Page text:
Speculative Zoology has become a big draw here at Tet Zoo and I’ve now had reason to write about the subject on quite a few occasions (see links below). Today I’m writing about it again because a very interesting book wholly devoted to the subject has recently appeared: artist Marc Boulay and palaeontologist Sébastien Steyer’s Demain, les Animaux du Futur...
If you pay any attention to the world of zoological research (as you will do, given that you're reading a blog called Tetrapod Zoology), you'll know that the study of anatomy has very much come to the fore in recent years.
Time again to look at some recently published books relevant to the TetZooniverse - book on palaeoart, primates, bats, and crocodylians...
Following on from February's review of Matthew P. Martyniuk's Beasts of Antiquity: Stem-Birds in the Solnhofen Limestone, it's time once again to look at another recently published dinosaur-themed book.
Sure, younger kids may think the real point of Hallowe’en in the candy or the costumes. But they’re likely to notice some of the scarier motifs that pop up in the decorations, and this presents as unexpected opportunity for some learning.
I have a prediction. There is a scientific hypothesis, formulated over 20 years ago, that we will one day look back on, when the evidence is in, and say “Of course that was right!
Loxton and Prothero's Abominable Science! Origins of the Yeti, Nessie, and Other Famous Cryptids; the Tet Zoo review
I'm an unashamed fan of cryptozoology - this being (for the two of you that don't know) the field of study that revolves around those creatures thought to exist by some, but which remain unrecognised by mainstream science in general.
I recently finished the excellent book Math on Trial by Leila Schneps and Coralie Colmez. In it, the authors collect examples where statistical errors have possibly altered the outcome of trials.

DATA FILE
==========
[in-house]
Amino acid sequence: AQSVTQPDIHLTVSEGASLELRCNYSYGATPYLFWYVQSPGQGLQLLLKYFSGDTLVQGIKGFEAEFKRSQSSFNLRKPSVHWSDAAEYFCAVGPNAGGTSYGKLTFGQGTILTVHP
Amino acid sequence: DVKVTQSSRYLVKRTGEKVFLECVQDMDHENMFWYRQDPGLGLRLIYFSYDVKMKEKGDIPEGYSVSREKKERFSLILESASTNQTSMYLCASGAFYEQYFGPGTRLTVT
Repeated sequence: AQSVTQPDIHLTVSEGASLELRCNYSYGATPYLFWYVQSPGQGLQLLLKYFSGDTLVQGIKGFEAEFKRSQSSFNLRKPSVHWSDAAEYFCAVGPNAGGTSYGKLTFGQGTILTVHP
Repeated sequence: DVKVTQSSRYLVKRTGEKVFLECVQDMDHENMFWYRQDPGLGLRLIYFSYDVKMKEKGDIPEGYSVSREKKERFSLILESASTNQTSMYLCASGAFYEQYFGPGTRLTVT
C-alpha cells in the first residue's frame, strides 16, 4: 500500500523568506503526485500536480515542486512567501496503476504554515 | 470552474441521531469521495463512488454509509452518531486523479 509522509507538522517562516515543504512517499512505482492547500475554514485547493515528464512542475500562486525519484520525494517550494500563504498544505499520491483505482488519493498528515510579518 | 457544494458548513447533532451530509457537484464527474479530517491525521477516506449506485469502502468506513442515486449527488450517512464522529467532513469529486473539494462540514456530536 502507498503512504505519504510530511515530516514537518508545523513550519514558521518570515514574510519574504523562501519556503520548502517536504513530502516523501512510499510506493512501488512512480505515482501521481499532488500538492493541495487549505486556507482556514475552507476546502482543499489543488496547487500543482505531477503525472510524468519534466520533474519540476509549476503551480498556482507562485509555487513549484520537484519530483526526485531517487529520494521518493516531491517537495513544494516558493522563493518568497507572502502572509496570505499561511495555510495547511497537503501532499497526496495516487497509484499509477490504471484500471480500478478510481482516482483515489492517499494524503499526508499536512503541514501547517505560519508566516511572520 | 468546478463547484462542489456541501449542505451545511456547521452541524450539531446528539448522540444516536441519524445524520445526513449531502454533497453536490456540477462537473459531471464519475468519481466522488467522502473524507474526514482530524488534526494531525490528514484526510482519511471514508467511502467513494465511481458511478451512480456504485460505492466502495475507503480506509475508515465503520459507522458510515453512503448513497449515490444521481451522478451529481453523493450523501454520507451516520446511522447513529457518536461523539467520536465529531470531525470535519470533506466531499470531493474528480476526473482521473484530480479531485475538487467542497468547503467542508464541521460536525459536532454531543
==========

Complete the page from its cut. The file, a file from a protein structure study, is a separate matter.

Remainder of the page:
We all know how it feels to get lost in a great book. Sometimes the characters and emotions can seem every bit as real as those of our everyday lives.
How Not to Be Wrong by Jordan Ellenberg. Image courtesy of Penguin Press. How Not to Be Wrong, the first popular math book by University of Wisconsin-Madison math professor Jordan Ellenberg, just hit the shelves.
This is the last part of my interview with Stephanie V. W. Lucianovic, author of Suffering Succotash: A Picky Eater's Quest to Understand Why We Hate the Foods We Hate, conducted earlier this month over lunch at Evvia in Palo Alto.
Need to keep your edge in this summer of sweat and torpor? The Daily Climate's annual summer reading list can help
Sneaking in at the last couple of hours of 2014, here’s the promised list of Jen-Luc Piquant’s favorite popular physics books of 2014 — although as always, the definition of “physics book” can be a little fuzzy.
"Yum, these grass and plants are delicious!" Mother cavy thinks as she eats her breakfast. "I will feed some to my baby cavies too!" she says.
"Now and then we pluck numbers from the blur...numbers which have no names except the ones we might now give them...souvenirs from alien, unknowable worlds." -Really Big Numbers by Richard Evan Schwartz Really Big Numbers by Richard Schwartz, a mathematician at Brown University, is the first children’s book published by the American Mathematical Society.
Today is Annalee Newitz‘s birthday (well, it’s still today in the most relevant time zone – uh, hers not mine). Annalee has been writing about the intersection of science and technology and culture for many years.
Should you happen to live in the United Kingdom, Matt Parker — a.k.a. @StandUpMaths on Twitter — probably needs no introduction.
Regular Tet Zoo readers (and listeners of the TetZoo podcast) will know that John Conway, C. M. Kosemen and myself are soon to publish the Cryptozoologicon, a beautifully illustrated work focusing on cryptids, the (sometimes mundane, sometimes bizarre, sometimes nonsense) creatures of the cryptozoological literature.
Sometimes you want to learn a “new” multiplication algorithm from a general interest math book, sometimes you want to learn why voting systems are doomed to imperfection, and sometimes you just want to play with numbers, patterns, and pictures.
Between the later part of the Triassic and the very end of the Cretaceous, the seas of the world (and some of its rivers, lakes and estuaries as well) were inhabited by the remarkable group of swimming reptiles known as the plesiosaurs.